McAleese critical of Pope over comments on smacking children
Former President Mary McAleese has criticised Pope Francis’ comments on smacking children, warning it could signal a turning back of the clock in the church’s attitude to corporal punishment and children’s rights.
In a letter to the Irish Independent, the former professor of law at Trinity, who is currently completing a doctorate in canon law, highlights the Vatican is a signatory to the UN Convention on the Rights of the Child.
The Convention advocates the abolition of corporal punishment of children in all circumstances.
The mother-of-three refers to an exchange last year between the Holy See and the UN Committee on the Rights of the Child which claimed corporal punishment “remains widespread in some Catholic institutions” and “reached endemic levels” in Ireland as revealed by the Ryan Report.
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“Is the Holy See now doing what it claimed not to be doing a year ago, namely actively and internationally promoting the corporal punishment of children,” the former President writes. “If it is, then Pope Francis has surely turned the clock back considerably.”
The UN Committee highlighted that the Vatican has not enacted guidelines banning corporal punishment of children in Catholic schools, as well as in the home.
This week, the Pope controversially reaclled a conversation he had with a father who told him he sometimes hit his children.
"One time, I heard a father say, 'At times I have to hit my children a bit, but never in the face so as not to humiliate them'.
"That's great. He had a sense of dignity. He should punish, do the right thing, and then move on," Pope Francis told an audience of thousands in St Peter's Square.
In response, Dr McAleese asks: "What faith are we to have now in the Holy See's Commitment to the Convention on the Rights of the Child?" She asks whether the Vatican has decided to "oppose the stated view of the Committee that the corporal punishment of children should be banned".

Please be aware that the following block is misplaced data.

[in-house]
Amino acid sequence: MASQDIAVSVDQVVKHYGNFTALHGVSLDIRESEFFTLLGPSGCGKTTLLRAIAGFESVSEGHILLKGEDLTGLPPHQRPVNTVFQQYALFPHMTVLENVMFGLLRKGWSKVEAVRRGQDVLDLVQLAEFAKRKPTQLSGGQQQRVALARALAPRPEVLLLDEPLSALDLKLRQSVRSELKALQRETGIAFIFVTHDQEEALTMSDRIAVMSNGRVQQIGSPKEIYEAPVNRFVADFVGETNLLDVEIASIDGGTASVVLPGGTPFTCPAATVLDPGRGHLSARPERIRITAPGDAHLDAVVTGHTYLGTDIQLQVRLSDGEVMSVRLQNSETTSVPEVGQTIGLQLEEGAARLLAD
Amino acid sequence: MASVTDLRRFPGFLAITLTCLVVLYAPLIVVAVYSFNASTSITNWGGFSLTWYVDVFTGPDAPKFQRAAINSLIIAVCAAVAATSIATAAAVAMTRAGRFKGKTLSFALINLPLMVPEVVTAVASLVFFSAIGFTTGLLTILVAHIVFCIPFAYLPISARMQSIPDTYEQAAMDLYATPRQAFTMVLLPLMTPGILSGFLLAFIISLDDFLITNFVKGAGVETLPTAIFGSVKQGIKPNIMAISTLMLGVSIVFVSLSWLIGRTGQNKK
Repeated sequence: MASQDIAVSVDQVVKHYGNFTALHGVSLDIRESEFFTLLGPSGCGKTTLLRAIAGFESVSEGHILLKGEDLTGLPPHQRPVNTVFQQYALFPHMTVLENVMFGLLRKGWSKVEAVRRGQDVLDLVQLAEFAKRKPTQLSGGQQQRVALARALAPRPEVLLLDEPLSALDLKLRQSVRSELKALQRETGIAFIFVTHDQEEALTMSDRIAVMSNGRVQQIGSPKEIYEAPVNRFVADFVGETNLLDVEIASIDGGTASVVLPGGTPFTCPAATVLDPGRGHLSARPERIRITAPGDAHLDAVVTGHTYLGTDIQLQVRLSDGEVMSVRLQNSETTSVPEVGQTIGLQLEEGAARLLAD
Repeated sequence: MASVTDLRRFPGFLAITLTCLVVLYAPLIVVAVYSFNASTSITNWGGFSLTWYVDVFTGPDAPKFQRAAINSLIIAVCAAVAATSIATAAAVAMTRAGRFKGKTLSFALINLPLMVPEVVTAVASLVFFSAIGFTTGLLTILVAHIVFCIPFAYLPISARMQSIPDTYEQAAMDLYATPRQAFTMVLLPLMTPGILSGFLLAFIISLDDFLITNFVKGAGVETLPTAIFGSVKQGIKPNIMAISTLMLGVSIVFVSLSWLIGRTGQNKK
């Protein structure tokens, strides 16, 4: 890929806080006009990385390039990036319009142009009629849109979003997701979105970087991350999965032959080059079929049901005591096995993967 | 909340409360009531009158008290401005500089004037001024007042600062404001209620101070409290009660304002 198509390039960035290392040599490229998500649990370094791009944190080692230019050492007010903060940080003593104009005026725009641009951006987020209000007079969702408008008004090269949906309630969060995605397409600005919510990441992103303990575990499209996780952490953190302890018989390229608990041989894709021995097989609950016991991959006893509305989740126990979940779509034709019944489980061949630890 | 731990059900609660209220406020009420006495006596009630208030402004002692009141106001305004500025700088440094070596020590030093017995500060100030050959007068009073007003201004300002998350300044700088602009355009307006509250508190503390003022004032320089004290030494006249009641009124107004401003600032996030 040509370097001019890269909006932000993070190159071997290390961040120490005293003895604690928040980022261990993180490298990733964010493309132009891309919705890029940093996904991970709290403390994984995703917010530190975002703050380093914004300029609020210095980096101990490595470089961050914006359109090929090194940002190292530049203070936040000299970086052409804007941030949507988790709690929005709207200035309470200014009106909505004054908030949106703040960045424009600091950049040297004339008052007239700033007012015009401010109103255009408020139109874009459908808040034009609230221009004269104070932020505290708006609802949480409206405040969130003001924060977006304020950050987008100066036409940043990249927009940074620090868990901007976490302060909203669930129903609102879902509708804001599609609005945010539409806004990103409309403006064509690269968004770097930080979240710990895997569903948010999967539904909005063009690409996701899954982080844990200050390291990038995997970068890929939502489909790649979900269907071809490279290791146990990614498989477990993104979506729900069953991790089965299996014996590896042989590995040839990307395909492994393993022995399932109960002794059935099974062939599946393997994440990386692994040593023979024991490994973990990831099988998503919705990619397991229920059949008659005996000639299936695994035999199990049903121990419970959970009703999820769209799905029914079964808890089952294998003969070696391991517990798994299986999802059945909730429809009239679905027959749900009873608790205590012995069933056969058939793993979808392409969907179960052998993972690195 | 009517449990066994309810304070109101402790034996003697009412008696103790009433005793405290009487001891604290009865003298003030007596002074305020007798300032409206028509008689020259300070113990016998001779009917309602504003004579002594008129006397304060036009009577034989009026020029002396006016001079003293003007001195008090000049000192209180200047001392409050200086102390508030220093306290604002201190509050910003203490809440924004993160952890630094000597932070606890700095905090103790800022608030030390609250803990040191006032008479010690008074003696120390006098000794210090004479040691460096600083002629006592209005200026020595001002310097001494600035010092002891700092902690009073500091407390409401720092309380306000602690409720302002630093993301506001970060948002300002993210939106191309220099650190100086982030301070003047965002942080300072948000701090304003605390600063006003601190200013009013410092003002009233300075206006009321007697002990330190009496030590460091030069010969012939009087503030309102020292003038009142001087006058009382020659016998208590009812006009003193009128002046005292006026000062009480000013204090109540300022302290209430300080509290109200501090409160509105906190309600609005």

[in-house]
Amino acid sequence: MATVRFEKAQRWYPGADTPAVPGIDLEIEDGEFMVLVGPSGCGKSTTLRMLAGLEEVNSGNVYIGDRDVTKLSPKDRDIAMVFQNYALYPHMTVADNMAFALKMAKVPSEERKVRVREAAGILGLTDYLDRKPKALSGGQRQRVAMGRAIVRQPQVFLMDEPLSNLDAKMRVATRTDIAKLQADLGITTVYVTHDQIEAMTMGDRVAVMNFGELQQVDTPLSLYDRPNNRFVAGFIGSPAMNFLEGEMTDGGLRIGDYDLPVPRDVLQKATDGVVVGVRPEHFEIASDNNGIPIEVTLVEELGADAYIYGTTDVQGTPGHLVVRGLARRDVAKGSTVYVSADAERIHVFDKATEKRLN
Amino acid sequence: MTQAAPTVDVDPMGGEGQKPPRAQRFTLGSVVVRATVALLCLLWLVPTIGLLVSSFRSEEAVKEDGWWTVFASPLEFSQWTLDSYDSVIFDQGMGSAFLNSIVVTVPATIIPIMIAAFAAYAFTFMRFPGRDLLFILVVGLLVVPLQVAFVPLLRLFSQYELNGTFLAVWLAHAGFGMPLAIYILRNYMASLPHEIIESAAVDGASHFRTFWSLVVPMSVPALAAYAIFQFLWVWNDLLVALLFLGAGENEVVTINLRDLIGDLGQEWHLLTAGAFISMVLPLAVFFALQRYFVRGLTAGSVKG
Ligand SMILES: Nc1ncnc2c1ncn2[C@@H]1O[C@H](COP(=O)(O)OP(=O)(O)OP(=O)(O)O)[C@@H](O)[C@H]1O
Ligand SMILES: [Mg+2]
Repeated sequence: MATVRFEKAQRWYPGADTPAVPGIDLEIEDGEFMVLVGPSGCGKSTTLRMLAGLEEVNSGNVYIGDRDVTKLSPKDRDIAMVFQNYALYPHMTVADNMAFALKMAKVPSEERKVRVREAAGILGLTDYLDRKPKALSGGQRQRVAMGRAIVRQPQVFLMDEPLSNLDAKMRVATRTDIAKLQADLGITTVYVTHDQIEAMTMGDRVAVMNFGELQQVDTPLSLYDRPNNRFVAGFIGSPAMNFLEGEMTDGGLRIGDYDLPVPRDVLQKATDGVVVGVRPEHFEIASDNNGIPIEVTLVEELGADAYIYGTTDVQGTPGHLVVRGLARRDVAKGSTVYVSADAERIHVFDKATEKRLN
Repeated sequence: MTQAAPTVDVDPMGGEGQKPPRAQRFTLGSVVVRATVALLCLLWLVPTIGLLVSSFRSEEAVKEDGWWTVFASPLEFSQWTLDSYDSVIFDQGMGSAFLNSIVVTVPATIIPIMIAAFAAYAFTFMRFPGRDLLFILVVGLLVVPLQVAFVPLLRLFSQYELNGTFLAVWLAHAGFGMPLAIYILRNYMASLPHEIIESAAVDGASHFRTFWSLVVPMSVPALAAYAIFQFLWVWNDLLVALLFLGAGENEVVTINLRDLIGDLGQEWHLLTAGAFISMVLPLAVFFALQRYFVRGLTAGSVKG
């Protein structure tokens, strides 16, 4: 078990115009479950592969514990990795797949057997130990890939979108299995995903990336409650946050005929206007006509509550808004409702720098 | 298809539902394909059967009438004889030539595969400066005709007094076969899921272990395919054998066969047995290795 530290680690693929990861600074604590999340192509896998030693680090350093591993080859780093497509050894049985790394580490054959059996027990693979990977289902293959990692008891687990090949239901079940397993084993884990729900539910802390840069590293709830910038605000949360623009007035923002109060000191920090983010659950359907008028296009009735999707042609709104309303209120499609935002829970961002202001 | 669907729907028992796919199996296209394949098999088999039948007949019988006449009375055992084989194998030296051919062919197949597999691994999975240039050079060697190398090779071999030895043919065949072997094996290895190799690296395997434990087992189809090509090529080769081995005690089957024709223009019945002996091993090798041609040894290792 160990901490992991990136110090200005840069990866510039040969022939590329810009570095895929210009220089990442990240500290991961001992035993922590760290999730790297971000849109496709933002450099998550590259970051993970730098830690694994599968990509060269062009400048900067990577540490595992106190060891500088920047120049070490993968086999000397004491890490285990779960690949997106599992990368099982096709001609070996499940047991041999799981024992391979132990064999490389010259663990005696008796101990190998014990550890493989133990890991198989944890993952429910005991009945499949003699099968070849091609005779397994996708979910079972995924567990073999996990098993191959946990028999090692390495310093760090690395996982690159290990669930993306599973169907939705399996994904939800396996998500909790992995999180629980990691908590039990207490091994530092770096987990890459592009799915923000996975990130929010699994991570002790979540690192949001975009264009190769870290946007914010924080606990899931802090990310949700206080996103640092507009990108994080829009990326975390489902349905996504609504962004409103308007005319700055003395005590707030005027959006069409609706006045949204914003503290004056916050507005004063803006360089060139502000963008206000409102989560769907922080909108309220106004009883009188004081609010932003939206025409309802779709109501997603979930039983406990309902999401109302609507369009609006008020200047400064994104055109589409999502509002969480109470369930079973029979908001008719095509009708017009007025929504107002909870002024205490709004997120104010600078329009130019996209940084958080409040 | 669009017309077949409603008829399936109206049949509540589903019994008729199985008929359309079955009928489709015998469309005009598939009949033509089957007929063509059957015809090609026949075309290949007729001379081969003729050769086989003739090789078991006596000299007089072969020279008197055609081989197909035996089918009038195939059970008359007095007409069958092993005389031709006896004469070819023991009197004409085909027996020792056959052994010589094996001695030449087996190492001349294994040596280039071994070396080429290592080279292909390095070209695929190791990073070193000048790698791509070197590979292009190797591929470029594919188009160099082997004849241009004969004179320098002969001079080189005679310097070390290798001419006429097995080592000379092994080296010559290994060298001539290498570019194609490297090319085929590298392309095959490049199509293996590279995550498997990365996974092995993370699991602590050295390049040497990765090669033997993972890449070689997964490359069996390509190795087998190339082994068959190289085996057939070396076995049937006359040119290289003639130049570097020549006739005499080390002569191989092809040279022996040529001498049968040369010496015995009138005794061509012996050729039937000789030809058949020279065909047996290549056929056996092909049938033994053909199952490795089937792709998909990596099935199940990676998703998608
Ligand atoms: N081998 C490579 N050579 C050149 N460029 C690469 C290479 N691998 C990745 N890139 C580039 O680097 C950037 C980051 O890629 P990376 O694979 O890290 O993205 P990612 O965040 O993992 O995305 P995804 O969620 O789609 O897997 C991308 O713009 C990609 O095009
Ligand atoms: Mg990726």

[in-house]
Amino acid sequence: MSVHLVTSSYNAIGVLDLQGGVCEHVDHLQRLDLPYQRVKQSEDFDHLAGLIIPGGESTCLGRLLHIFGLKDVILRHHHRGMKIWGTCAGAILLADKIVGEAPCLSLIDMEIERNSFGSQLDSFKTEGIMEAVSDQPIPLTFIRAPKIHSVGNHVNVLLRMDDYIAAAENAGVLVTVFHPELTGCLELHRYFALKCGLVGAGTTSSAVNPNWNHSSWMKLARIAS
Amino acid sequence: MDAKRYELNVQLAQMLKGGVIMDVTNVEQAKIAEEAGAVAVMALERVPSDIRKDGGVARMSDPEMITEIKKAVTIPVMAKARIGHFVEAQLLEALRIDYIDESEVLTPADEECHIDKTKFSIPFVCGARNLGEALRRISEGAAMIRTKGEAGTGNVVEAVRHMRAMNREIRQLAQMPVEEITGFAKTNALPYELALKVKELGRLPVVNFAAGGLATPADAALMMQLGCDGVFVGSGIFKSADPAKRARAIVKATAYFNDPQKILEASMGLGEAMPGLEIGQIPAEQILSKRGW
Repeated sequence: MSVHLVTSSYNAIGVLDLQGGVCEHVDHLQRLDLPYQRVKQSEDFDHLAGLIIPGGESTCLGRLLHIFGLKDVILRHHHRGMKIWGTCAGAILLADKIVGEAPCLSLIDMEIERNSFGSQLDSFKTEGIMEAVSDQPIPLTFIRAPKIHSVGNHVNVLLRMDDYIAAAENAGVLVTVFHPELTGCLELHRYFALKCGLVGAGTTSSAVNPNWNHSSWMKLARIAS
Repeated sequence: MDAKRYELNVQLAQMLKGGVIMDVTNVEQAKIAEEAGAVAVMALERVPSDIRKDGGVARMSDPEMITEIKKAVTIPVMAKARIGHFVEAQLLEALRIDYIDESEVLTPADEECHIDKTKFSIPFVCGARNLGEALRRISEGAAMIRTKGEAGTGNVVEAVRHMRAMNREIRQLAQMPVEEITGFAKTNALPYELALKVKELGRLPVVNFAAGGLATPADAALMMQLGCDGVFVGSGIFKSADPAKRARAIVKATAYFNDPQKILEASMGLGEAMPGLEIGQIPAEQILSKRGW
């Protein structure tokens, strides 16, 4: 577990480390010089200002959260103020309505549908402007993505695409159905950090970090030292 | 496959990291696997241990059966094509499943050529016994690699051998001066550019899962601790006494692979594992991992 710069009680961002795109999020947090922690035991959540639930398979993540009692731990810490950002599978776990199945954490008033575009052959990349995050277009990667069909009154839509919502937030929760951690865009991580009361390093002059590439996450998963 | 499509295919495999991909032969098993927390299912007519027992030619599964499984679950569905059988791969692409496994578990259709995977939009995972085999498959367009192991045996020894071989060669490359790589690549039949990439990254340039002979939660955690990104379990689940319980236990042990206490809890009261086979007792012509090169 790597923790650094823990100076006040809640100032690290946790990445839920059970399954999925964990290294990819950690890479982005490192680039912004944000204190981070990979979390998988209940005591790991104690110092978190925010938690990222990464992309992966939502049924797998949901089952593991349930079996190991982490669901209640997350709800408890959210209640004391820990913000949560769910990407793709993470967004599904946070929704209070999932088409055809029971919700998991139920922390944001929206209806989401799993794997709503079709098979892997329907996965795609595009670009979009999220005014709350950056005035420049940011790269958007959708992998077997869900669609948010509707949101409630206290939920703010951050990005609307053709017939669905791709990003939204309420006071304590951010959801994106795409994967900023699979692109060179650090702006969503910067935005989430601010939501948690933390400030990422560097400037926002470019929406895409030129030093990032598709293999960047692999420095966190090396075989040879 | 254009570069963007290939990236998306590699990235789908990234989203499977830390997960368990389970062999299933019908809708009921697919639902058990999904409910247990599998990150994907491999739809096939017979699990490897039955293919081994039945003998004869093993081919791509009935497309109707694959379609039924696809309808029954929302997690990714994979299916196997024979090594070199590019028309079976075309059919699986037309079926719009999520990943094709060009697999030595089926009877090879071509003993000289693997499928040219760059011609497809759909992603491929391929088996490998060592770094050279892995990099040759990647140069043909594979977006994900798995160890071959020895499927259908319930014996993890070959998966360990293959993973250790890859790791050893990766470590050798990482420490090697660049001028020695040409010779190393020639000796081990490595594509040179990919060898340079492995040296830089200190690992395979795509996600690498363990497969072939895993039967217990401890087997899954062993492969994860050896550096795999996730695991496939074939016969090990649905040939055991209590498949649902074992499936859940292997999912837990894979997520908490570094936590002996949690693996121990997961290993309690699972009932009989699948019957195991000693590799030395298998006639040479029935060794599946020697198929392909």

According to Dr McAleese, the Vatican said it would submit a thorough study in respect of the UN Convention on the Rights of the Child.
In her letter, she questions whether the Pontiff's "recent advocacy of parental corporal punishment of children (provided it does not involve face-slapping apparently)" is an indication that the Vatican has "conducted the thorough study and investigation it promised the Committee on the Rights of the Child".
This is the second time in recent weeks that Pope Francis has caused controversy with comments about violent acts.
In the wake of the 'Charlie Hebdo' killings in France he suggested that those who insult another person's religion should expect a violent reaction.
"One cannot react violently, but if [someone] says something bad about my mother, he can expect a punch," the Pontiff said.
Dr McAleese, who served as President from 1997 to 2011, is known for her Catholic faith but is also not afraid to challenge the Vatican.
Last September in Sydney, she argued for an increased role for women in the church, saying: "The old boys' club are going to have to go."
She said it is "bonkers" for a celibate male clergy to be making decisions on the family.